Analysis: There is no Gaza blockade

Egypt's decision to reopen border with Gaza effectively means there's no longer a security blockade on the Strip.

By
August 25, 2012 22:21
1 minute read.
Rafah border crossing between Egypt and  Gaza

Rafah border crossing between Egypt and Gaza. [File]. (photo credit: REUTERS/Amr Abdallah Dalsh)

 
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Egypt’s decision to reopen its border with Gaza has several immediate and longer-term repercussions, but most significantly, it means that there is no longer a security blockade on the Strip.

Once the border is opened by Egypt, any claim that Gaza is under a blockade will be divorced from reality. Gazans will be able to freely travel in and out of the Strip on “all days of the week,” as Egyptian security officials have confirmed.

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What this will mean for Israel’s security remains to be seen. It will be up to Egypt to ensure that the border is not used to smuggle in rockets, assault weapons and other deadly arms from Sinai into Gaza – weapons used by Palestinian terror organizations to fire indiscriminately on Israeli civilians in the South.

Egypt has reportedly made progress in shutting down smuggling tunnels linking Gaza to Sinai, though recent history has shown that without a continual effort to keep the tunnels shut, they can easily be reopened and back in the service of Hamas, Islamic Jihad and other terror groups within a short period of time.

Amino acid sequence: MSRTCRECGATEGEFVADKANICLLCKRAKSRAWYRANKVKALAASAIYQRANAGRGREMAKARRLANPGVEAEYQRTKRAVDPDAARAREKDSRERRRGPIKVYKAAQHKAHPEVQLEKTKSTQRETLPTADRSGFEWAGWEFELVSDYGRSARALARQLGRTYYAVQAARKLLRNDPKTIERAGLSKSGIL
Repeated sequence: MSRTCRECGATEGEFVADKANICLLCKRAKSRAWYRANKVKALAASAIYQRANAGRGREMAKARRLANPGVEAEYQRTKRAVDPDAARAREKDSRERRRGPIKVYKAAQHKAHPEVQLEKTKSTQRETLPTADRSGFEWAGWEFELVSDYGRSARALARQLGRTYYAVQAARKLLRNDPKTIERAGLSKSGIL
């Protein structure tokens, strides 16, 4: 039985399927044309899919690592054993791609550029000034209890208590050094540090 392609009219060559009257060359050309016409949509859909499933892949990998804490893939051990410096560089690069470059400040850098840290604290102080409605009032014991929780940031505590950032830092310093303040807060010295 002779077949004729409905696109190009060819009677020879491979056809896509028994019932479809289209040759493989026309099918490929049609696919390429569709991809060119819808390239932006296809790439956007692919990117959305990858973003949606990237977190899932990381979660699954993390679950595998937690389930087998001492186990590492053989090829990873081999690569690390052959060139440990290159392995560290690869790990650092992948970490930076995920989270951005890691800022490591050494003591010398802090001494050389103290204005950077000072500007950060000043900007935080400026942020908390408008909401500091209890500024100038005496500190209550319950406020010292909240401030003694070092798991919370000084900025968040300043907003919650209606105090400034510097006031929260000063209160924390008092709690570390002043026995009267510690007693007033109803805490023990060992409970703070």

Hamas has promised Egypt it would shut down its smuggling tunnels in exchange for a reopening of the Rafah border crossing. Should Egypt force Hamas to honor the offer, it would mean that all goods entering Gaza would travel over land, making them subject to Egyptian security checks, which Israel would expect to be carried out thoroughly.

Beyond the border issues, a larger question centers on the possibility of an alliance between Gaza’s Hamas rulers and their fellow Muslim Brotherhood members who have ascended to power in Cairo.

The main obstacle to the formation of such an alliance remains American influence over Egypt.

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If Egyptian President Mohamed Morsy wished to move past Muslim Brotherhood rhetoric and become Hamas’s patron, he knows he’d be risking a severance of $1.3 billion per year of crucial American aid to the Egyptian army, without which Egypt would lose its military brawn.

Egypt is also one of the largest importers of American wheat in the world.

With no alternative in sight for American assistance, hopes that the new Egypt will opt to run its border with Gaza in a responsible manner that promotes regional stability do not seem unfounded, at least for the time being.

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